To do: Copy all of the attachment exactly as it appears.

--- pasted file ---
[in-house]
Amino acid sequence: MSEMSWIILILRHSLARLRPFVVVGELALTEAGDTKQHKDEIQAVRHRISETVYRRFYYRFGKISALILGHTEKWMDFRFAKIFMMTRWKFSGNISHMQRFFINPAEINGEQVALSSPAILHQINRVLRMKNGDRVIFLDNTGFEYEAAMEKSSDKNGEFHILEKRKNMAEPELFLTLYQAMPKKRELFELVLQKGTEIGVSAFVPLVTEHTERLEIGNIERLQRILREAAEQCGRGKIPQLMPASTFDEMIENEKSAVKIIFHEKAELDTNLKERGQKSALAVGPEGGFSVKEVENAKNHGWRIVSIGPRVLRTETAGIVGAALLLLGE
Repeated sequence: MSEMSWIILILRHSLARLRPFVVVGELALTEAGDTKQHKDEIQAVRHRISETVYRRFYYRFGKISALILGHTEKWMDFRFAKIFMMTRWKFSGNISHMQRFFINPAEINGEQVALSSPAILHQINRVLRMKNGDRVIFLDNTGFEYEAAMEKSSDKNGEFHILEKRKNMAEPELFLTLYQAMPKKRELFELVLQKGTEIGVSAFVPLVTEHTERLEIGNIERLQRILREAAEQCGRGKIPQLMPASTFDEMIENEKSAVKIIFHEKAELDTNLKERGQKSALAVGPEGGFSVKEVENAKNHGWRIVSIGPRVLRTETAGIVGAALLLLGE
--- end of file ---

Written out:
[in-house]
Amino acid sequence: MSEMSWIILILRHSLARLRPFVVVGELALTEAGDTKQHKDEIQAVRHRISETVYRRFYYRFGKISALILGHTEKWMDFRFAKIFMMTRWKFSGNISHMQRFFINPAEINGEQVALSSPAILHQINRVLRMKNGDRVIFLDNTGFEYEAAMEKSSDKNGEFHILEKRKNMAEPELFLTLYQAMPKKRELFELVLQKGTEIGVSAFVPLVTEHTERLEIGNIERLQRILREAAEQCGRGKIPQLMPASTFDEMIENEKSAVKIIFHEKAELDTNLKERGQKSALAVGPEGGFSVKEVENAKNHGWRIVSIGPRVLRTETAGIVGAALLLLGE
Repeated sequence: MSEMSWIILILRHSLARLRPFVVVGELALTEAGDTKQHKDEIQAVRHRISETVYRRFYYRFGKISALILGHTEKWMDFRFAKIFMMTRWKFSGNISHMQRFFINPAEINGEQVALSSPAILHQINRVLRMKNGDRVIFLDNTGFEYEAAMEKSSDKNGEFHILEKRKNMAEPELFLTLYQAMPKKRELFELVLQKGTEIGVSAFVPLVTEHTERLEIGNIERLQRILREAAEQCGRGKIPQLMPASTFDEMIENEKSAVKIIFHEKAELDTNLKERGQKSALAVGPEGGFSVKEVENAKNHGWRIVSIGPRVLRTETAGIVGAALLLLGE